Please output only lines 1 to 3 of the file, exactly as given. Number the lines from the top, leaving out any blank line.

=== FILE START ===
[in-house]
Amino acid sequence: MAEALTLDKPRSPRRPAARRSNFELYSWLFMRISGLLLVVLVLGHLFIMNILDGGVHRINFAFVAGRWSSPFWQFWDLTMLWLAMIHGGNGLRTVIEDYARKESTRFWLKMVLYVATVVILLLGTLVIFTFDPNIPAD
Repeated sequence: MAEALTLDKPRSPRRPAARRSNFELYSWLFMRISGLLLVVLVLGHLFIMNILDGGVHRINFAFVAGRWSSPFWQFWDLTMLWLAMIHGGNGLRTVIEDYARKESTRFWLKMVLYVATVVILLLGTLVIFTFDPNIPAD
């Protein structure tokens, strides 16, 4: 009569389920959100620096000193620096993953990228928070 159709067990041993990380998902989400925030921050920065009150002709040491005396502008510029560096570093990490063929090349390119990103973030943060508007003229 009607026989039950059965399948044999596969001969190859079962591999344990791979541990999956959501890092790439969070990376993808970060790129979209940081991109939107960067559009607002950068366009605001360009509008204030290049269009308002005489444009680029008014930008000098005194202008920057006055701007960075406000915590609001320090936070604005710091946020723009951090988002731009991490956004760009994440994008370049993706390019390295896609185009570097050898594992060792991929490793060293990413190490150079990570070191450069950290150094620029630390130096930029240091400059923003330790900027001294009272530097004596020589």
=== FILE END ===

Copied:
[in-house]
Amino acid sequence: MAEALTLDKPRSPRRPAARRSNFELYSWLFMRISGLLLVVLVLGHLFIMNILDGGVHRINFAFVAGRWSSPFWQFWDLTMLWLAMIHGGNGLRTVIEDYARKESTRFWLKMVLYVATVVILLLGTLVIFTFDPNIPAD
Repeated sequence: MAEALTLDKPRSPRRPAARRSNFELYSWLFMRISGLLLVVLVLGHLFIMNILDGGVHRINFAFVAGRWSSPFWQFWDLTMLWLAMIHGGNGLRTVIEDYARKESTRFWLKMVLYVATVVILLLGTLVIFTFDPNIPAD